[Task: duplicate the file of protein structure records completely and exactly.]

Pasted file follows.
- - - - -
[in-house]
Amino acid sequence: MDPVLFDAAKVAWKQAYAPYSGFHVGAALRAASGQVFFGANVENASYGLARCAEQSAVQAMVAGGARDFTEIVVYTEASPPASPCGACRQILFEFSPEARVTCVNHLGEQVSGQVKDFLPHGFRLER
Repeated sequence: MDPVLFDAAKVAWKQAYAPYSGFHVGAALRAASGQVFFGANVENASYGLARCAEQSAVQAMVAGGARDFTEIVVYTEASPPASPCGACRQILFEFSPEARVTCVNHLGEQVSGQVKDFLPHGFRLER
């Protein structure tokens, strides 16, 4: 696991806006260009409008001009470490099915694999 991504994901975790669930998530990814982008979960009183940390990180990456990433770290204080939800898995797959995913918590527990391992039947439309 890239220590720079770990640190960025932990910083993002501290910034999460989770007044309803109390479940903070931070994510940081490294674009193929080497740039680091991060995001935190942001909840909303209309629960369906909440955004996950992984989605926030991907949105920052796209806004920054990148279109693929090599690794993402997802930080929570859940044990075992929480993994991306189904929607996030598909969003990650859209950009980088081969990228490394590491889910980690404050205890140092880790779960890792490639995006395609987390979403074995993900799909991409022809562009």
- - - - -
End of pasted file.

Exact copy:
[in-house]
Amino acid sequence: MDPVLFDAAKVAWKQAYAPYSGFHVGAALRAASGQVFFGANVENASYGLARCAEQSAVQAMVAGGARDFTEIVVYTEASPPASPCGACRQILFEFSPEARVTCVNHLGEQVSGQVKDFLPHGFRLER
Repeated sequence: MDPVLFDAAKVAWKQAYAPYSGFHVGAALRAASGQVFFGANVENASYGLARCAEQSAVQAMVAGGARDFTEIVVYTEASPPASPCGACRQILFEFSPEARVTCVNHLGEQVSGQVKDFLPHGFRLER
């Protein structure tokens, strides 16, 4: 696991806006260009409008001009470490099915694999 991504994901975790669930998530990814982008979960009183940390990180990456990433770290204080939800898995797959995913918590527990391992039947439309 890239220590720079770990640190960025932990910083993002501290910034999460989770007044309803109390479940903070931070994510940081490294674009193929080497740039680091991060995001935190942001909840909303209309629960369906909440955004996950992984989605926030991907949105920052796209806004920054990148279109693929090599690794993402997802930080929570859940044990075992929480993994991306189904929607996030598909969003990650859209950009980088081969990228490394590491889910980690404050205890140092880790779960890792490639995006395609987390979403074995993900799909991409022809562009």